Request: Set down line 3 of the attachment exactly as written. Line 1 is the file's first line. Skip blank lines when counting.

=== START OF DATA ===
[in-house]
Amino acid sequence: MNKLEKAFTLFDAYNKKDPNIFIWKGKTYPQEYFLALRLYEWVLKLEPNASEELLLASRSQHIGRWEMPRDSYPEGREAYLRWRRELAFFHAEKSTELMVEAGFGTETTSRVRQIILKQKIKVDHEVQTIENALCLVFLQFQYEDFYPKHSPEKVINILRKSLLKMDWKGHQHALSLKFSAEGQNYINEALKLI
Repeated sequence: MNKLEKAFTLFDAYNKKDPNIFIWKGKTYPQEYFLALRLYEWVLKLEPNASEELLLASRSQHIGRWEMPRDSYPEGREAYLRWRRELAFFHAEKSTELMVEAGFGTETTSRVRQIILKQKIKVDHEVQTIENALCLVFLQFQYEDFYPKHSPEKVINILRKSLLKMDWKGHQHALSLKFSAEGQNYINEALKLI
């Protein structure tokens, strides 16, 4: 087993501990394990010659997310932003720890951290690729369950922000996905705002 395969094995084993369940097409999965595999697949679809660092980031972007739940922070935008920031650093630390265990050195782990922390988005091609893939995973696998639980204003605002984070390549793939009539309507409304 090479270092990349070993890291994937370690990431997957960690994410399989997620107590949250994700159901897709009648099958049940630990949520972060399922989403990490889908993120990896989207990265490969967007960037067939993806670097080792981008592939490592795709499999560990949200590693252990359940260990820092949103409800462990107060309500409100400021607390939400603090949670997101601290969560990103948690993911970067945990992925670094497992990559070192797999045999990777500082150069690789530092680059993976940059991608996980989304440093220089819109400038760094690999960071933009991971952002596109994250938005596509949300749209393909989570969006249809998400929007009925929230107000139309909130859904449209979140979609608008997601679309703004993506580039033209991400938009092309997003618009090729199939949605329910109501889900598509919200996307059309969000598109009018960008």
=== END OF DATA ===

Repeated sequence: MNKLEKAFTLFDAYNKKDPNIFIWKGKTYPQEYFLALRLYEWVLKLEPNASEELLLASRSQHIGRWEMPRDSYPEGREAYLRWRRELAFFHAEKSTELMVEAGFGTETTSRVRQIILKQKIKVDHEVQTIENALCLVFLQFQYEDFYPKHSPEKVINILRKSLLKMDWKGHQHALSLKFSAEGQNYINEALKLI